Paris was liberated in August 1944, and the following summer Picasso visited the French Riviera for the first time in many years.  This renewed contact with the Mediterranean’s sun, sand, and light, along with its deep connections to classical Greek and Roman culture, brought about a new phase in Picasso’s sculpture.  During the summer of 1946 he visited the ceramics workshop of George and Suzanne Ramie in the town of Vallauris and began to experiment in a medium that dated back to ancient times but was new to him.  Over the course of the next few years, his enthusiasm for ceramics led him to make the town of Vallauris his primary residence, and to produce ceramics works in great numbers.

"Vase -- Woman". Vallauris, c. 1948. White earthenware.  Musee national Picasso-Paris. Dation Pablo Picasso and "Standing Bull (Vase)". Vallauris, 1947 or 1948.  White earthenware.  Musee Picasso, Antibes

“Vase — Woman”. Vallauris, c. 1948. White earthenware. Musee national Picasso-Paris. Dation Pablo Picasso and “Standing Bull (Vase)”. Vallauris, 1947 or 1948. White earthenware. Musee Picasso, Antibes

VALLAURIS AND CANNES ASSEMBLAGES, 1952 – 1958

Picasso’s work in assemblage intensified throughout the early 1950’s, as he produced larger and ever more complex sculptures constructed from everyday objects…No matter how improbably the sculpture’s components were, or how whimsical their subjects, naturalism was always Picasso’s goal.  Little Girl Jumping Rope seems to defy gravity as much as does a real child in midair.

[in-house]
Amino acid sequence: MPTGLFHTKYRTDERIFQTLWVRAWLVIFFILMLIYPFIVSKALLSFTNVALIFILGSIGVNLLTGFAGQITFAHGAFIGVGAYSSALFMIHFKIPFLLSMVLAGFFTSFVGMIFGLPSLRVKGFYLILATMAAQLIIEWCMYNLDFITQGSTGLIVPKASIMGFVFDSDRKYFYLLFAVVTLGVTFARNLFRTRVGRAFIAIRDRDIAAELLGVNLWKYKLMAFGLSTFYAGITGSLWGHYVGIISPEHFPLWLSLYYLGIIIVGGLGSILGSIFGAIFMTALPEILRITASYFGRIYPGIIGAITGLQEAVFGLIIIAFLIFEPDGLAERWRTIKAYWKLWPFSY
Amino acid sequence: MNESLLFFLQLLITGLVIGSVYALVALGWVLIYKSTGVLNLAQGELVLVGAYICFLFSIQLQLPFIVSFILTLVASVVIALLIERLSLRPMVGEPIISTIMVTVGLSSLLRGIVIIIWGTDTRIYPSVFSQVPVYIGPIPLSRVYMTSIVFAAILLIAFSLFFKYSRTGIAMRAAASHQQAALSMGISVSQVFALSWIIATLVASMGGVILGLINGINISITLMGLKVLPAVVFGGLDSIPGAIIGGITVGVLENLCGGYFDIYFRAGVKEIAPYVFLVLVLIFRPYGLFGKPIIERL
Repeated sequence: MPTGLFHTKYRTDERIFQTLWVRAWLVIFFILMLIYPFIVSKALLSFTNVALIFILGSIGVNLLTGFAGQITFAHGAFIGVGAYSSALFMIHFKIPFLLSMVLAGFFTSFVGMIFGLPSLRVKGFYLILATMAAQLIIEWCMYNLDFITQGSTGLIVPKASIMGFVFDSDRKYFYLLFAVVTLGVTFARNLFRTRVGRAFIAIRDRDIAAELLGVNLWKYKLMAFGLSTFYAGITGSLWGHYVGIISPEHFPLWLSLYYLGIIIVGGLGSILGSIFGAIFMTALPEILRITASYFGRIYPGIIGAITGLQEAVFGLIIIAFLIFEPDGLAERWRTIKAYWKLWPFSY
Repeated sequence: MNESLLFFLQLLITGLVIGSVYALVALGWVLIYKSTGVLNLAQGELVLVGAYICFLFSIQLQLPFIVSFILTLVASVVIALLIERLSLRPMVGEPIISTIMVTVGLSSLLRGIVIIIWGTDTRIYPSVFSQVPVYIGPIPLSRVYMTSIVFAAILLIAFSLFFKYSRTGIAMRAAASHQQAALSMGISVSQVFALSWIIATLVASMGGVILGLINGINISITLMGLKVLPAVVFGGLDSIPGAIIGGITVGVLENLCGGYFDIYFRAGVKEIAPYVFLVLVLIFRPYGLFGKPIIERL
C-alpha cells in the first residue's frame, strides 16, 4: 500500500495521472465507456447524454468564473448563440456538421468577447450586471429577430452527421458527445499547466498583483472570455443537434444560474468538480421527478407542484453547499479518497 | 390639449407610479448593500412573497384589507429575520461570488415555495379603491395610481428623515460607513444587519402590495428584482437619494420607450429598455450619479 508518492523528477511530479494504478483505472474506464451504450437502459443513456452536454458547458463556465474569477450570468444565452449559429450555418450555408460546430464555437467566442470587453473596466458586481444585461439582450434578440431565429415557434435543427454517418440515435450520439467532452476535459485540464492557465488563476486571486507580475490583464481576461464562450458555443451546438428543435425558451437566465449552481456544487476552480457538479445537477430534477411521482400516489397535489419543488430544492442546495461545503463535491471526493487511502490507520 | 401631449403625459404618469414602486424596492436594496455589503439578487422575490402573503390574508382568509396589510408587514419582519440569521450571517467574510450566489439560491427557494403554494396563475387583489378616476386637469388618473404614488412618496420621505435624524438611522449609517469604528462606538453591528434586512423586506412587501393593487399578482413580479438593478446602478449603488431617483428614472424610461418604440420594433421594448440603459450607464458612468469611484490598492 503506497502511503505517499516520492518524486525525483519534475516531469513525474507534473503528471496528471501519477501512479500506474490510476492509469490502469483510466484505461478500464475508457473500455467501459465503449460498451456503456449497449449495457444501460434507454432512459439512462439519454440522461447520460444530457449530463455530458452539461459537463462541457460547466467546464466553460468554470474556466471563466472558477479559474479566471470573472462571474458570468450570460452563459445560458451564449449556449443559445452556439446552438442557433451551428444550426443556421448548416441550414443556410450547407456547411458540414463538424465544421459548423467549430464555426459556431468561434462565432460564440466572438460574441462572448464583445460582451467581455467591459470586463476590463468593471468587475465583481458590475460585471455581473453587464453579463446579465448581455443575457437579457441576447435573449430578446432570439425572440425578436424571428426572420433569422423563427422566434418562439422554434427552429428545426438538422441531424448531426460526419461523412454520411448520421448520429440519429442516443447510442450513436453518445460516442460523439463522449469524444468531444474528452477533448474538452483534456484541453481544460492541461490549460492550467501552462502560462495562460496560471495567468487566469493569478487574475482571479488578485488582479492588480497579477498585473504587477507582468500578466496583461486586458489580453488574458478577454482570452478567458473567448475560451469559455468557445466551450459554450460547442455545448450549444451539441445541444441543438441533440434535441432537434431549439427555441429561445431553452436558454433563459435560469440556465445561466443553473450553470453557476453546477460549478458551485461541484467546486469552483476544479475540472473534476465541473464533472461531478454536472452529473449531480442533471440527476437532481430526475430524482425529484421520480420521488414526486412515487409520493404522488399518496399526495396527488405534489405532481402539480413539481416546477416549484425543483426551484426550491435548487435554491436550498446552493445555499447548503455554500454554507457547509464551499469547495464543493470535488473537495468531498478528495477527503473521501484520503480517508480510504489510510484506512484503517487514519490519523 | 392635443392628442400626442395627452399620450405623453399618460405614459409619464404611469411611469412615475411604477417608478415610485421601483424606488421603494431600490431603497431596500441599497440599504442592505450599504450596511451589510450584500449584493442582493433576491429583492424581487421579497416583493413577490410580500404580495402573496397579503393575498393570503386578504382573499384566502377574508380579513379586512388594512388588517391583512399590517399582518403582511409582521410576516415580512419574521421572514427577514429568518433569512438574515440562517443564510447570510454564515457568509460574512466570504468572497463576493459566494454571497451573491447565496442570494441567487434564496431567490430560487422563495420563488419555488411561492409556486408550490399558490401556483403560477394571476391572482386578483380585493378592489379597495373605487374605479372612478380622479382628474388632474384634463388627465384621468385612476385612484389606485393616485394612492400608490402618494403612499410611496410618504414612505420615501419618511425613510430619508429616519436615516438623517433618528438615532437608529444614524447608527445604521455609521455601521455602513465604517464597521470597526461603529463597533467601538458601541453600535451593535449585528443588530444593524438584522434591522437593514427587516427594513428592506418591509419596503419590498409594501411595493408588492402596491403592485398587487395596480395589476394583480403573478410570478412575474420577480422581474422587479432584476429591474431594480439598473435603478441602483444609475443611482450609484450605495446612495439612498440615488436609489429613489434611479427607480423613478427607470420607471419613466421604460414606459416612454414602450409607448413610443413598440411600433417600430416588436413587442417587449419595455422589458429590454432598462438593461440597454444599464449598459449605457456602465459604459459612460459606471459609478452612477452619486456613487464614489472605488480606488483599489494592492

"Little Girl Jumping Rope". Vallauris, 1950-54.  Bronze.  Musee national Picasso-Paris.  Dation Pablo Picasso.  In "Picasso Sculpture", MOMA, New York, NY, USA

“Little Girl Jumping Rope”. Vallauris, 1950-54. Bronze. Musee national Picasso-Paris. Dation Pablo Picasso. In “Picasso Sculpture”, MOMA, New York, NY, USA

The next chapter of Picasso’s sculptural work took an unpredictable turn away from the robustly modeled forms of the Vallauris ceramics and assemblages toward constructions that were decidedly planar and frontal in nature.  In 1955, the artist moved with his partner Jacqueline Roque to the villa La Californie, outside Cannes.  This elegant residential neighborhood had no junkyard readily at hand, as in Vallauris, but the artist found new ways to satisfy his passion for scavenging.  Wood sculptures made from lumber scraps and other salvaged items took center stage in the years 1956 – 58.  Bits of old furniture, crates, and tree branches from Picasso’s garden now formed the basis for his playful transformations.  A commanding troupe of six charismatic Bathers materialized from a variety of wooden planks and found objects, including painting stretchers from his studio.  Arranged in a sequence devised by the artist, it is the only multi-figured sculptural ensemble of Picasso’s career.

"The Bathers...". Vallauris, 1956.  Wood.  Staatsgalerie, Stuttgart.  In "Picasso Sculpture", MOMA, New York, NY, USA

“The Bathers…”. Vallauris, 1956. Wood. Staatsgalerie, Stuttgart. In “Picasso Sculpture”, MOMA, New York, NY, USA

The bull reemerges in this phase as a wood construct:

"Bull". Cannes, 1958.  Blockboard, palm frond, and various other found objects.  The Museum of Modern Art, New York.  Gift of Jacqueline Picasso.  In "Picasso Sculpture", MOMA, New York, NY, USA